Assuming we have a good vocalist and a good performance, how do we take care of the recording, processing and mixing to get professional vocal results? Studio quality mics and audio interfaces are available for affordable prices, which makes equipment accessible for most of us. What are the factors involved and how do we use them to our best advantage? Let us start with mics…
Shure SM58 Cardioid pattern Dynamic Vocal Microphones without Cable This basic vocal mic is affordable and value for money. The best choice of vocal mic if you are starting out recording vocals, or if you don't want to buy condenser mics.
These are the main types of mics used for vocal recording:
- Large-diaphragm, cardioid-pattern capacitor microphones are preferred for much of serious studio vocal work. It has become like a traditionally established norm. Large diaphragm condenser mics add a specific tone to the recorded voice. Recording with a suitable large diaphragm condenser can add warmth, sizzle, air etc to the vocal, making a good recording.
- Shure SM58s, probably the most popular stage vocal mics, are dynamic mics which are not as responsive to frequencies as the condenser mics. Still these mics are used by some singers for final professional productions because the mic records the tone of their voice well. It also depends on the music genre.
- Small diaphragm condensers lack off axis coloration and are more accurate than large-diaphragm condensers. They won't offer as much tonal options as the large diaphragm mics. They can be used successfully for vocal recordings. If possible try a few small diaphragm condenser mics to record vocals and decide for yourself.
- An omni directional microphone in the right acoustic space can give good vocal recordings with natural spacial and tonal effects added from the room.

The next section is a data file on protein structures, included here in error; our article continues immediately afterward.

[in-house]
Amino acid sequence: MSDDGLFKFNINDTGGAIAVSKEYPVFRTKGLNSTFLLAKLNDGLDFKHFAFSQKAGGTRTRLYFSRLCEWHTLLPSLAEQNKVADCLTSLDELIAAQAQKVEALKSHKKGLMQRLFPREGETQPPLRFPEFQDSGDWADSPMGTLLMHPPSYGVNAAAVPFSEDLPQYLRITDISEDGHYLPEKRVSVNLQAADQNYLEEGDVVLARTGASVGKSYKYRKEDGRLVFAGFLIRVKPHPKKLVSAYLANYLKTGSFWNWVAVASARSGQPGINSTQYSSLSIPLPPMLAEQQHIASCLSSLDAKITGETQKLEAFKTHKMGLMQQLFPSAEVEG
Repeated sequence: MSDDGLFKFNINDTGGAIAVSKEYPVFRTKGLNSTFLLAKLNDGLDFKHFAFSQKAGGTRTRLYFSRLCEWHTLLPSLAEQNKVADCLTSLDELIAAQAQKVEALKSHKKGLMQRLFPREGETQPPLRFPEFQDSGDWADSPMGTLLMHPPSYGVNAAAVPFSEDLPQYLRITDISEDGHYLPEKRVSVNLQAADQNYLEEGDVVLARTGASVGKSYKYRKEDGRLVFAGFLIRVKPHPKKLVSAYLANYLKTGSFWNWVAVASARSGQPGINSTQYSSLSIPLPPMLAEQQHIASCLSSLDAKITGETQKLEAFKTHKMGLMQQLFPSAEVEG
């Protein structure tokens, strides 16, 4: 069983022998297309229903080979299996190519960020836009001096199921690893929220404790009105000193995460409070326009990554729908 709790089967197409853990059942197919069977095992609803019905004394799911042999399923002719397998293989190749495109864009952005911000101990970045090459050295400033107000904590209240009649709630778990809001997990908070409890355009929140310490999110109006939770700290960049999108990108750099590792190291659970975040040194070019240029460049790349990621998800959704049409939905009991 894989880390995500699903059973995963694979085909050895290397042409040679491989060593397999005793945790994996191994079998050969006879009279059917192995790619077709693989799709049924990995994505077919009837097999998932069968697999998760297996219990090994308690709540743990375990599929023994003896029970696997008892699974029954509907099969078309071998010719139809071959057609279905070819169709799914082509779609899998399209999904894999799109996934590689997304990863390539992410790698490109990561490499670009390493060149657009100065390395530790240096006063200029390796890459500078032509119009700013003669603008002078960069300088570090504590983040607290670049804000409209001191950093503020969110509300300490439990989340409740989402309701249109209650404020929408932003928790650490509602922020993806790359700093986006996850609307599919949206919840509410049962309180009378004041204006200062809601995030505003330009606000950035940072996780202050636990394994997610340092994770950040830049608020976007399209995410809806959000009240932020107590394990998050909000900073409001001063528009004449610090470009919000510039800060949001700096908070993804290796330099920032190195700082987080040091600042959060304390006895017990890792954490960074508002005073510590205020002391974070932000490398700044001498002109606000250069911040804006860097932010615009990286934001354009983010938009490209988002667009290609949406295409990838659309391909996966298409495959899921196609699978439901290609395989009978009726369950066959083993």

- If you need to record a vocalist while he is playing an acoustic guitar, the nulls of a figure of eight mic (bi-directional ribbon mics)can be angled to give very good separation between the vocal and guitar.
Choosing a mic is about the need and result; the final sound we want. Feel free to experiment. Settle with a mic that gives you the needed recording.
Tonal character of the mic
Audio Technica AT2020: exceptionally value for money large diaphragm studio microphone. (USD 69) USB version: Audio Technica AT2020USB Studio Condenser Microphone
Dynamic mic Shure SM58 is a dynamic mic that is value for money. When you are starting out, if you don't want to spend on a condenser mic, this is the option. Even if you have other mics, you can have one of these because it is easy to handle and sturdy.
If you are planning to get a studio microphone, a large diaphragm condenser mic, remember that each model or manufacturer adds a distinct tone when vocals is recorded through it. The tonal character of the mic needs to match with a particular vocalist. If you have listened to vocals recorded through different condenser mics, it is easier to know how a change of mic can change the recording.
Female vocals make it very evident if you choose the wrong mic. The unattractive throaty artifacts which are otherwise not obvious, maybe picked up by the 'wrong' mic in close micing.
Choosing The Right Mic: suitability vs good/bad
AT2035 has a few more additional features.
Rode NTK Tube Condenser Microphone: a serious tube mic in the budget range.
Most mics these days are technically well made. Noise is more of an issue than tonality, even if there is a technical downside to a mic. So, it is not a question of a good or bad mic. Sort the mics based on relevance and suitability.
For example, a mic with a more defined upper midrange can exaggerate unwanted artifacts from a female voice while the same mic can be used to bring clarity to a voice that needs more definition.
Budget microphones and preamps available now are enough to make high quality recordings. If the performance of the vocalist is alright, choosing the right mic and recording the signal properly is what professional results will depend on.
If you plan to buy just one large diaphragm mic, if possible test a few of the mics you are considering to buy. Maybe you can rent a studio with the mics you have in mind, and do a few recordings.